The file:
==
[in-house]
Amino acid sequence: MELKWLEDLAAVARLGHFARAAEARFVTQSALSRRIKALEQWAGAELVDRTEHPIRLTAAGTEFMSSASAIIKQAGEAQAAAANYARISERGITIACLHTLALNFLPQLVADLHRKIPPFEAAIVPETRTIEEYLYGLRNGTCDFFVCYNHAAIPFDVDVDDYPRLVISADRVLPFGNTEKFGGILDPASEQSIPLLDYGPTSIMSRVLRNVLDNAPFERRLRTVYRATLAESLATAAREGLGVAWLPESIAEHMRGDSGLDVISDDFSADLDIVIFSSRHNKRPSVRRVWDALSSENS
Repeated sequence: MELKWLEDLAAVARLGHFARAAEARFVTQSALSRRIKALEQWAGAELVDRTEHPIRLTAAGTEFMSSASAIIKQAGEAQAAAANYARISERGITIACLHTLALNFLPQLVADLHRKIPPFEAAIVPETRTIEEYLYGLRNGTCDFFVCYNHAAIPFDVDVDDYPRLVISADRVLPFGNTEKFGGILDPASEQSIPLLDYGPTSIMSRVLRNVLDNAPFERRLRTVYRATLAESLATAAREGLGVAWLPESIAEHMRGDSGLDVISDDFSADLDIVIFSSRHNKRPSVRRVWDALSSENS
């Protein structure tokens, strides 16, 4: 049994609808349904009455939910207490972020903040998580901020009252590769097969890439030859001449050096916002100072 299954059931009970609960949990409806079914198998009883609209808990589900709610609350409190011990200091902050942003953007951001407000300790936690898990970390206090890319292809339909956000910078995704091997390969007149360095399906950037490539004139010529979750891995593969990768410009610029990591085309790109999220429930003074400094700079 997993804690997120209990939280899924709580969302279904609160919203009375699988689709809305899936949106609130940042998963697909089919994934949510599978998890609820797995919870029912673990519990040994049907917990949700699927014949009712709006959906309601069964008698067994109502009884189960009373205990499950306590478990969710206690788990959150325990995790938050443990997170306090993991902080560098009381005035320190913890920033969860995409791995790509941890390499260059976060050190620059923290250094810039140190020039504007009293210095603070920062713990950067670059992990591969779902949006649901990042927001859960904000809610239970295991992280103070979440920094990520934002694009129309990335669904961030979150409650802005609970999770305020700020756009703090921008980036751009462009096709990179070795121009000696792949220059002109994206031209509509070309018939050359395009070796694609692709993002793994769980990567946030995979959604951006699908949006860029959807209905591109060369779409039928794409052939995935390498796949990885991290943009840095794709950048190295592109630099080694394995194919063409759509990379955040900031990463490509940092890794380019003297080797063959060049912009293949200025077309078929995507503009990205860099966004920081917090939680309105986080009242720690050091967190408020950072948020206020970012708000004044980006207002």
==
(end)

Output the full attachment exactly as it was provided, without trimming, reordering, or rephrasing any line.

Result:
[in-house]
Amino acid sequence: MELKWLEDLAAVARLGHFARAAEARFVTQSALSRRIKALEQWAGAELVDRTEHPIRLTAAGTEFMSSASAIIKQAGEAQAAAANYARISERGITIACLHTLALNFLPQLVADLHRKIPPFEAAIVPETRTIEEYLYGLRNGTCDFFVCYNHAAIPFDVDVDDYPRLVISADRVLPFGNTEKFGGILDPASEQSIPLLDYGPTSIMSRVLRNVLDNAPFERRLRTVYRATLAESLATAAREGLGVAWLPESIAEHMRGDSGLDVISDDFSADLDIVIFSSRHNKRPSVRRVWDALSSENS
Repeated sequence: MELKWLEDLAAVARLGHFARAAEARFVTQSALSRRIKALEQWAGAELVDRTEHPIRLTAAGTEFMSSASAIIKQAGEAQAAAANYARISERGITIACLHTLALNFLPQLVADLHRKIPPFEAAIVPETRTIEEYLYGLRNGTCDFFVCYNHAAIPFDVDVDDYPRLVISADRVLPFGNTEKFGGILDPASEQSIPLLDYGPTSIMSRVLRNVLDNAPFERRLRTVYRATLAESLATAAREGLGVAWLPESIAEHMRGDSGLDVISDDFSADLDIVIFSSRHNKRPSVRRVWDALSSENS
């Protein structure tokens, strides 16, 4: 049994609808349904009455939910207490972020903040998580901020009252590769097969890439030859001449050096916002100072 299954059931009970609960949990409806079914198998009883609209808990589900709610609350409190011990200091902050942003953007951001407000300790936690898990970390206090890319292809339909956000910078995704091997390969007149360095399906950037490539004139010529979750891995593969990768410009610029990591085309790109999220429930003074400094700079 997993804690997120209990939280899924709580969302279904609160919203009375699988689709809305899936949106609130940042998963697909089919994934949510599978998890609820797995919870029912673990519990040994049907917990949700699927014949009712709006959906309601069964008698067994109502009884189960009373205990499950306590478990969710206690788990959150325990995790938050443990997170306090993991902080560098009381005035320190913890920033969860995409791995790509941890390499260059976060050190620059923290250094810039140190020039504007009293210095603070920062713990950067670059992990591969779902949006649901990042927001859960904000809610239970295991992280103070979440920094990520934002694009129309990335669904961030979150409650802005609970999770305020700020756009703090921008980036751009462009096709990179070795121009000696792949220059002109994206031209509509070309018939050359395009070796694609692709993002793994769980990567946030995979959604951006699908949006860029959807209905591109060369779409039928794409052939995935390498796949990885991290943009840095794709950048190295592109630099080694394995194919063409759509990379955040900031990463490509940092890794380019003297080797063959060049912009293949200025077309078929995507503009990205860099966004920081917090939680309105986080009242720690050091967190408020950072948020206020970012708000004044980006207002």